There may be many reasons but one is absolutely key: to isolate Hamas and sabotage Palestinian reconciliation efforts. Perhaps this is why Israel recently warned both Fatah and Hamas that it would cut water and electricity to Gaza should a unity government be formed. Palestinian unity is something both Israel and the US especially have worked long and hard to preclude. In fact, the Oslo peace process was directly positioned against reconciliation. The resulting severing of the two territories, which was a policy goal of Oslo, undermined the Palestinian national movement and eliminated the geographical basis of a Palestinian economy. The West Bank essentially dissolved into a fragmented, incoherent entity and the Gaza Strip was converted into an imprisoned and impoverished enclave now home to 1.65 million people.


In 2007, Shlomo Ben-Ami, a former Israeli foreign minister, wrote: “To believe that we ended the occupation in Gaza [after Israel’s 2005 disengagement] while still occupying the West Bank is to assume that Gaza is not part of a Palestinian entity.” It is precisely this assumption that has long informed Israeli policy toward Gaza, particularly after Hamas’s 2006 electoral victory and 2007 takeover.  In this regard Israel has successfully recast its asymmetrical relationship with Gaza from one of occupation to one of two (equal) actors at war, a recasting the international community has largely embraced. Consequently, Israel reshaped its conflict with the Palestinians to center on Gaza and on Israel’s hostile relationship with Hamas, restricting the Palestinian “state” to a dismembered and increasingly annexed West Bank.
The separation of the West Bank and Gaza has another critical, unseen dimension: excising Gaza—as the principal source of resistance to Israeli occupation—from the dominant political paradigm. Gaza is the political heart and strategic core of Palestine and Palestinian nationalism, the center of resistance in the past and present. As such Gaza represents a political threat that goes well beyond—and long precedes—Hamas. Israel well understood this, which is why Gaza was cut off—marginalized, demonized and punished with a crippling siege now in its sixth year. It is also why Gaza continues to be attacked.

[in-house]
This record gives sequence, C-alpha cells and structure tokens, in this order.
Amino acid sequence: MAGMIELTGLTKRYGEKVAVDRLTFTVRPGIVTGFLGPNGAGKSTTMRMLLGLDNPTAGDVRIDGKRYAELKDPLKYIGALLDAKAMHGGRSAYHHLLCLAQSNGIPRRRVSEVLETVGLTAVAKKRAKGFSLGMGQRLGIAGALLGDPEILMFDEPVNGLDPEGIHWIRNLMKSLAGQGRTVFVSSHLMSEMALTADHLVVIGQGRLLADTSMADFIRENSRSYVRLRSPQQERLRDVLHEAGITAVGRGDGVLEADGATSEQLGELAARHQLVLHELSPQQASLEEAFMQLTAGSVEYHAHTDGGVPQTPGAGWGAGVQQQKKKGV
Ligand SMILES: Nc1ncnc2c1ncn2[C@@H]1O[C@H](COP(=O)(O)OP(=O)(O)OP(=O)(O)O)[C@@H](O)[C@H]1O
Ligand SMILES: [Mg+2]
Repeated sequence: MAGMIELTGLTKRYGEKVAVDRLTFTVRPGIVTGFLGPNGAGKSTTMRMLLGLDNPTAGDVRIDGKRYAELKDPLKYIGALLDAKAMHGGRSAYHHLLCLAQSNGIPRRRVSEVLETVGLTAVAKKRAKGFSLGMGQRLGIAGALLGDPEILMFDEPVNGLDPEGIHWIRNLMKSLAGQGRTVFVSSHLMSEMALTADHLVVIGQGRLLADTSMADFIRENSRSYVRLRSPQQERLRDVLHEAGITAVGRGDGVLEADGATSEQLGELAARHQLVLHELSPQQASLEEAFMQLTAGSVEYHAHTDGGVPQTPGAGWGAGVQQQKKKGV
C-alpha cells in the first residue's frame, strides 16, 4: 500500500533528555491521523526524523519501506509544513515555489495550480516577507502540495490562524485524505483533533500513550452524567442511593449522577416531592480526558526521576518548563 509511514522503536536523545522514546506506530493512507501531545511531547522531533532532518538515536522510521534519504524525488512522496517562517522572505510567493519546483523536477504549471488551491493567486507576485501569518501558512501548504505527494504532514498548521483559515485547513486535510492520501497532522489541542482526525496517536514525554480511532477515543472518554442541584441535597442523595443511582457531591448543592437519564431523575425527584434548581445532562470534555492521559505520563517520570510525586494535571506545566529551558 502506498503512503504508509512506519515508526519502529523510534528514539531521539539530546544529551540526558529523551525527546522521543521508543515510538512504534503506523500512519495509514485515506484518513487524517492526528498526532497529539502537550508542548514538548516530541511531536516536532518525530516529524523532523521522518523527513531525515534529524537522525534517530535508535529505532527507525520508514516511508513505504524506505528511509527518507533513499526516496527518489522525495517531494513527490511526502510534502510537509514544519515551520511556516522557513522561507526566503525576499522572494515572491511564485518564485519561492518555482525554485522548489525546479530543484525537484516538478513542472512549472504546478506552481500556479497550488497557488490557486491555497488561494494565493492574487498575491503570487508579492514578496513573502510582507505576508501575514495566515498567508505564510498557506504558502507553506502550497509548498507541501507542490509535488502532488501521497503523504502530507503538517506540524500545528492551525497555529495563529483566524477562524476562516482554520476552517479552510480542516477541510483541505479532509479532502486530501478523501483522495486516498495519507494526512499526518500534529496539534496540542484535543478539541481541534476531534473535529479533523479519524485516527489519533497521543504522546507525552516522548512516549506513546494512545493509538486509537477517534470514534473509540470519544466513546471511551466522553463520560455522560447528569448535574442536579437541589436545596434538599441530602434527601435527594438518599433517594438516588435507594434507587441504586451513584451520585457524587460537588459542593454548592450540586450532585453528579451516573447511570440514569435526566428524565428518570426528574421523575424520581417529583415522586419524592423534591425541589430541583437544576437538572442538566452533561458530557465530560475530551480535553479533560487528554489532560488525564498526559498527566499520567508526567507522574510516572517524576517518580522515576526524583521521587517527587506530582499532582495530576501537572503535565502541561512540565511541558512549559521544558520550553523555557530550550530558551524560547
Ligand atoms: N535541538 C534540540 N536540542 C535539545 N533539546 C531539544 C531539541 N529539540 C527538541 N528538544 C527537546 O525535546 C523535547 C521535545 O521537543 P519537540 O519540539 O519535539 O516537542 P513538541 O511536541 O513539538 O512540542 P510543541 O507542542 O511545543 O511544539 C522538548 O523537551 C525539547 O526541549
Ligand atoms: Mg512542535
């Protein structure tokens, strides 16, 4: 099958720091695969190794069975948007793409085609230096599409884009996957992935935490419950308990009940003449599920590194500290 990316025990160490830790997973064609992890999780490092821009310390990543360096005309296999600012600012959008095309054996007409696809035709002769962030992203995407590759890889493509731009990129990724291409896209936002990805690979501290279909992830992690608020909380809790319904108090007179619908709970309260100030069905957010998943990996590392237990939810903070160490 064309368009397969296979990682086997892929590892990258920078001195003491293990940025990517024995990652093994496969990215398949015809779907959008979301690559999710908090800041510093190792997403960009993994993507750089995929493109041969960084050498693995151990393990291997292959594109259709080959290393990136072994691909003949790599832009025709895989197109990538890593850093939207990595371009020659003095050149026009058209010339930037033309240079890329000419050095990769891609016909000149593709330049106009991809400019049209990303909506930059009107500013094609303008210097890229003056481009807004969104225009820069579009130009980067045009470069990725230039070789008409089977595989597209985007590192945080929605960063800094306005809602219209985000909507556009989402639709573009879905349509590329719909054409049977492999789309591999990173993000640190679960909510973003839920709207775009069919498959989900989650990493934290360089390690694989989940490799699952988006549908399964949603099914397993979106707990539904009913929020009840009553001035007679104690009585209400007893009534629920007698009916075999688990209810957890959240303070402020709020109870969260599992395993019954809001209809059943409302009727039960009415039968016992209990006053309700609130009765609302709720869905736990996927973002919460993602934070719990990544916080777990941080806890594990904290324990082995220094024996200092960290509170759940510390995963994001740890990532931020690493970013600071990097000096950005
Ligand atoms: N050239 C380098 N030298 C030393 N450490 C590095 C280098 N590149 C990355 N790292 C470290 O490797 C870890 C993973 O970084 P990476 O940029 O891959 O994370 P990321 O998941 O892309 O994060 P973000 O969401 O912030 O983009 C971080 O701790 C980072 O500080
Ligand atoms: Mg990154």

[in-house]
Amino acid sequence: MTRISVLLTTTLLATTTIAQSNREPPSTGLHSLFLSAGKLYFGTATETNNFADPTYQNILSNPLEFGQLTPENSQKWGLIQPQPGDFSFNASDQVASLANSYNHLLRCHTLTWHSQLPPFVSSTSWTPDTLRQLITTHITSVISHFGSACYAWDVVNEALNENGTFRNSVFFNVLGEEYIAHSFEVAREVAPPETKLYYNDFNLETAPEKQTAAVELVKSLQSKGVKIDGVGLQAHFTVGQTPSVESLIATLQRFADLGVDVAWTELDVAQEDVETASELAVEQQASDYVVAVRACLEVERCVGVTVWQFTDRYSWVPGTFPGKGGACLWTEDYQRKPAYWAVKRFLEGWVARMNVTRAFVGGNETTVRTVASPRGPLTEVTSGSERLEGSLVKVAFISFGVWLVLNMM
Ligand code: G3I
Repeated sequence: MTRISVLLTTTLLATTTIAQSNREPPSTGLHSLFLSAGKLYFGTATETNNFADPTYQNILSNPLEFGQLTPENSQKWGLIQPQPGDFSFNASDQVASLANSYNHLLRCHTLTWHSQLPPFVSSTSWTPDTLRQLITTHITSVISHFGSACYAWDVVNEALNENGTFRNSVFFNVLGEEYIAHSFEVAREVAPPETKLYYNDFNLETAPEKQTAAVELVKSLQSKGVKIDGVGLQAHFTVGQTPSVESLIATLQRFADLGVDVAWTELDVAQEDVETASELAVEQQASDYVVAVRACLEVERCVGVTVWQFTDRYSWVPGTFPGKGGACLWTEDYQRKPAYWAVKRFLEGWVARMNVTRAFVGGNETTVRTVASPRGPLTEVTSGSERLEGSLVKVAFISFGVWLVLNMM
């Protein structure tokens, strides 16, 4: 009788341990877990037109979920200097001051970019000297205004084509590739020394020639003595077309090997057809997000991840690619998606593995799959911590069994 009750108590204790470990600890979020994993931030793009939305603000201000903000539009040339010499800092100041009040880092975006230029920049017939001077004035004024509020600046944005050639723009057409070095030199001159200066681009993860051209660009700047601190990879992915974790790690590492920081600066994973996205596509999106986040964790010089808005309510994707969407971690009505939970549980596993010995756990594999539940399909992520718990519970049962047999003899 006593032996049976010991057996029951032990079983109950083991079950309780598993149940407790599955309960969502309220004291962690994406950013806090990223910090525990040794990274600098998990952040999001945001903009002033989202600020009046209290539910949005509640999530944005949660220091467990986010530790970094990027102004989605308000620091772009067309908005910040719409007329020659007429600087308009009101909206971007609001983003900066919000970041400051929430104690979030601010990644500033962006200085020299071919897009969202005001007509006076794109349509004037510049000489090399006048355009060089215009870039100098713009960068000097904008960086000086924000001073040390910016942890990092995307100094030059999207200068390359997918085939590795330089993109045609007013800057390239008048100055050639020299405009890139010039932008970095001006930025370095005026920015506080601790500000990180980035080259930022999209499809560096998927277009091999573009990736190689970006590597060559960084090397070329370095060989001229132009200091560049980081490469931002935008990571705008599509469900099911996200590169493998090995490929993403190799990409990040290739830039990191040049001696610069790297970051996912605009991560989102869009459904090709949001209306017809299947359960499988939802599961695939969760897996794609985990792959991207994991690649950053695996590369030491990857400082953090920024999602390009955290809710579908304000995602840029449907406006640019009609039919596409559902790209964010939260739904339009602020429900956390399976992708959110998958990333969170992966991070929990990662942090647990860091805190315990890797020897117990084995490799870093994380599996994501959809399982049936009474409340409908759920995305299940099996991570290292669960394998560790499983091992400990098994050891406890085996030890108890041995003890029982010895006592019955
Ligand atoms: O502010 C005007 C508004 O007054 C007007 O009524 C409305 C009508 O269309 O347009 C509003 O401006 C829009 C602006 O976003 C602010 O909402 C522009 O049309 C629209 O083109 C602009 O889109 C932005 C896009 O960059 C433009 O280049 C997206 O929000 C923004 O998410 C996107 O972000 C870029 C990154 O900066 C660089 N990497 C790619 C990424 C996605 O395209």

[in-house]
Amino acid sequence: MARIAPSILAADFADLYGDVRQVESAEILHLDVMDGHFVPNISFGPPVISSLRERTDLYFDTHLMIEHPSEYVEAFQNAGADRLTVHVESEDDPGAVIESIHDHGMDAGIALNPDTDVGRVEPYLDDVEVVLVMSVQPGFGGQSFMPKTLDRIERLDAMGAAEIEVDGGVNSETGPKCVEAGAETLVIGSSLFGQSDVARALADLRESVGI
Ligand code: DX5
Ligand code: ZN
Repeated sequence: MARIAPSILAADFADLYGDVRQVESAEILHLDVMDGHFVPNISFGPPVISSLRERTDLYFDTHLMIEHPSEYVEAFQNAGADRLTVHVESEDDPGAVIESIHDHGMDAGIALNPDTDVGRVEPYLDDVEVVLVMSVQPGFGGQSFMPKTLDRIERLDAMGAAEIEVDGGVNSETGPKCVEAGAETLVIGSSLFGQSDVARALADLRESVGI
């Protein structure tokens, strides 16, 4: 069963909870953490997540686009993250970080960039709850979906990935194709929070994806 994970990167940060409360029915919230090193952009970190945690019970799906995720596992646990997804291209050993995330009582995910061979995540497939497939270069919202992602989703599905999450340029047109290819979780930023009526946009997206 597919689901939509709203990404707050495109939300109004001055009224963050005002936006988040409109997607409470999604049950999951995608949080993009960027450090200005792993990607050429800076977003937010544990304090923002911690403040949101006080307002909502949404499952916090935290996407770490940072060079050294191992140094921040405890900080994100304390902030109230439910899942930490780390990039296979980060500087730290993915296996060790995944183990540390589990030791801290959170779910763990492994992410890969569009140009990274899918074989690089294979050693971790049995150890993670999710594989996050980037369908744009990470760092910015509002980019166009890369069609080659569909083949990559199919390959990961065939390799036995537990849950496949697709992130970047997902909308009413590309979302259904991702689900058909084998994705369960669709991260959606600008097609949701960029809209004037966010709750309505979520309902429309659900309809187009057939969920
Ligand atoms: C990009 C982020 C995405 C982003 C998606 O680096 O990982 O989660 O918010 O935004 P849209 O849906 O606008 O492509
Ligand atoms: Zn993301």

Hence a key feature of the Fatah-Hamas unity agreement signed last May is the return of Gaza to the Palestinian cause after years of isolation. Despite the difficult challenges that remain, the political re-engagement of Gaza and its repositioning back into the center of the struggle is key to reconstructing a national movement, which is why Palestinian unity will continue to be opposed by Israel, the US and certain Arab states. Promoting negotiations that reject Hamas’s participation is one way of keeping Palestinians internally divided and vulnerable. Although national unification will not come from a Fatah-Hamas agreement alone, it is an essential prerequisite.

Hamas, furthermore, has come under enormous pressure from its population in Gaza for its political and economic failures including: the futility of firing rockets into Israel and its inability to defend Gaza against Israeli military attacks and end the debilitating siege. Gaza’s economic devastation is a key constraint on the Islamist government. Conservatively, unemployment hovers around 30 percent and could easily return to the much higher levels of the past. Nearly 40 percent of Gazans live in poverty, a percentage that would be far greater without donor aid.  In fact, 70-80 percent of the population remains dependent on some form of humanitarian assistance. Ten percent of all children are stunted, “so undernourished before the age of two,” writes the former British Foreign Secretary, David Miliband, “that they never grow to their full potential.”
These problems have weakened Hamas’ legitimacy, which is not lost on its leadership who also are concerned about the potential for civil unrest in Gaza especially in light of regional changes and the unpopularity of various Hamas policies, notably the growing Islamization of society. This is not only a potentially dangerous situation for the government in Gaza but for its counterpart in the West Bank.
While there is no guarantee that engaging Hamas politically would result in diminished violence and greater moderation, its history of political pragmatism and long record of social service provision and community development (coupled with the regional ascendance of Islamist parties especially in Egypt) strongly suggest that it is worth putting Hamas to the test. Without question, Palestinian stability and future peace efforts depend upon it.
Sara Roy is a senior research scholar at the Center for Middle Eastern Studies, Harvard, and the author of Hamas and Civil Society in Gaza: Engaging the Islamist Social Sector (Princeton University Press, 2011).